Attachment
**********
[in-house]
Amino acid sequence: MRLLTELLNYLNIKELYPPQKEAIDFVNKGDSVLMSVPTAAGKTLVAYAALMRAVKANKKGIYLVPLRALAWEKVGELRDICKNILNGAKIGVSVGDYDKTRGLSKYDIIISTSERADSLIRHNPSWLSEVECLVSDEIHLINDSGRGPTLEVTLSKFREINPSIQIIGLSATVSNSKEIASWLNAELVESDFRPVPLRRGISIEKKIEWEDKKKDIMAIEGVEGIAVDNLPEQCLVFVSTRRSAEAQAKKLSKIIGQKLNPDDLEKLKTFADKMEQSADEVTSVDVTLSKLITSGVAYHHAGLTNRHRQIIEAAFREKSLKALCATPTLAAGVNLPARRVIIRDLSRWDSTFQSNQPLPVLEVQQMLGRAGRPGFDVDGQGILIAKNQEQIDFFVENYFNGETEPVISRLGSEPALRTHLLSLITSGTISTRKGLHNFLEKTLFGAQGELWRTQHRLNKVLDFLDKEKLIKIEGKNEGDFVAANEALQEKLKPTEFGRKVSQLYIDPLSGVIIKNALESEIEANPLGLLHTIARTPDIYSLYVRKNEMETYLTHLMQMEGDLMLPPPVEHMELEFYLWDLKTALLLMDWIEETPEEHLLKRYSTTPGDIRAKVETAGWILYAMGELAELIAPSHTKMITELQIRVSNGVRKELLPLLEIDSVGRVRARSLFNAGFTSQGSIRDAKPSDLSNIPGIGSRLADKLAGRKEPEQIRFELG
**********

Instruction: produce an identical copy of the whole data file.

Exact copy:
[in-house]
Amino acid sequence: MRLLTELLNYLNIKELYPPQKEAIDFVNKGDSVLMSVPTAAGKTLVAYAALMRAVKANKKGIYLVPLRALAWEKVGELRDICKNILNGAKIGVSVGDYDKTRGLSKYDIIISTSERADSLIRHNPSWLSEVECLVSDEIHLINDSGRGPTLEVTLSKFREINPSIQIIGLSATVSNSKEIASWLNAELVESDFRPVPLRRGISIEKKIEWEDKKKDIMAIEGVEGIAVDNLPEQCLVFVSTRRSAEAQAKKLSKIIGQKLNPDDLEKLKTFADKMEQSADEVTSVDVTLSKLITSGVAYHHAGLTNRHRQIIEAAFREKSLKALCATPTLAAGVNLPARRVIIRDLSRWDSTFQSNQPLPVLEVQQMLGRAGRPGFDVDGQGILIAKNQEQIDFFVENYFNGETEPVISRLGSEPALRTHLLSLITSGTISTRKGLHNFLEKTLFGAQGELWRTQHRLNKVLDFLDKEKLIKIEGKNEGDFVAANEALQEKLKPTEFGRKVSQLYIDPLSGVIIKNALESEIEANPLGLLHTIARTPDIYSLYVRKNEMETYLTHLMQMEGDLMLPPPVEHMELEFYLWDLKTALLLMDWIEETPEEHLLKRYSTTPGDIRAKVETAGWILYAMGELAELIAPSHTKMITELQIRVSNGVRKELLPLLEIDSVGRVRARSLFNAGFTSQGSIRDAKPSDLSNIPGIGSRLADKLAGRKEPEQIRFELG